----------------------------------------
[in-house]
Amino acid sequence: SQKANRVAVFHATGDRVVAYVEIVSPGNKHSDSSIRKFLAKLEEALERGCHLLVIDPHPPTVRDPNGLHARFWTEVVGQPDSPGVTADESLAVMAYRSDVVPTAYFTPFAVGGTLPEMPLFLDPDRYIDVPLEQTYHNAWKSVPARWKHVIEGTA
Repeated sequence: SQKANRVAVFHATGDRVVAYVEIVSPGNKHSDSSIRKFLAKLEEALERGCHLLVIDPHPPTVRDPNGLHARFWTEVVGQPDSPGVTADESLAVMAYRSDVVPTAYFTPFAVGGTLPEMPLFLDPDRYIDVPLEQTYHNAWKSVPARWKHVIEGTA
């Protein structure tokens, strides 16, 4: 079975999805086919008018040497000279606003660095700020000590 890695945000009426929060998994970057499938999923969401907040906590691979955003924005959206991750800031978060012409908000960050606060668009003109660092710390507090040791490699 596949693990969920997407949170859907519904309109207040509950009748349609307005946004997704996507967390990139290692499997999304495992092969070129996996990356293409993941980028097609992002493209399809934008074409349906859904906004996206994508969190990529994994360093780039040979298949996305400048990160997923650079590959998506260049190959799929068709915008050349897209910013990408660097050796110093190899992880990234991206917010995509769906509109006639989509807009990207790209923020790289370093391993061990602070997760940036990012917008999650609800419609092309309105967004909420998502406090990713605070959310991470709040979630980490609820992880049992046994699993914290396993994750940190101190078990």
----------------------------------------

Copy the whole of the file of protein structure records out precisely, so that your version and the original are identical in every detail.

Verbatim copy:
[in-house]
Amino acid sequence: SQKANRVAVFHATGDRVVAYVEIVSPGNKHSDSSIRKFLAKLEEALERGCHLLVIDPHPPTVRDPNGLHARFWTEVVGQPDSPGVTADESLAVMAYRSDVVPTAYFTPFAVGGTLPEMPLFLDPDRYIDVPLEQTYHNAWKSVPARWKHVIEGTA
Repeated sequence: SQKANRVAVFHATGDRVVAYVEIVSPGNKHSDSSIRKFLAKLEEALERGCHLLVIDPHPPTVRDPNGLHARFWTEVVGQPDSPGVTADESLAVMAYRSDVVPTAYFTPFAVGGTLPEMPLFLDPDRYIDVPLEQTYHNAWKSVPARWKHVIEGTA
């Protein structure tokens, strides 16, 4: 079975999805086919008018040497000279606003660095700020000590 890695945000009426929060998994970057499938999923969401907040906590691979955003924005959206991750800031978060012409908000960050606060668009003109660092710390507090040791490699 596949693990969920997407949170859907519904309109207040509950009748349609307005946004997704996507967390990139290692499997999304495992092969070129996996990356293409993941980028097609992002493209399809934008074409349906859904906004996206994508969190990529994994360093780039040979298949996305400048990160997923650079590959998506260049190959799929068709915008050349897209910013990408660097050796110093190899992880990234991206917010995509769906509109006639989509807009990207790209923020790289370093391993061990602070997760940036990012917008999650609800419609092309309105967004909420998502406090990713605070959310991470709040979630980490609820992880049992046994699993914290396993994750940190101190078990």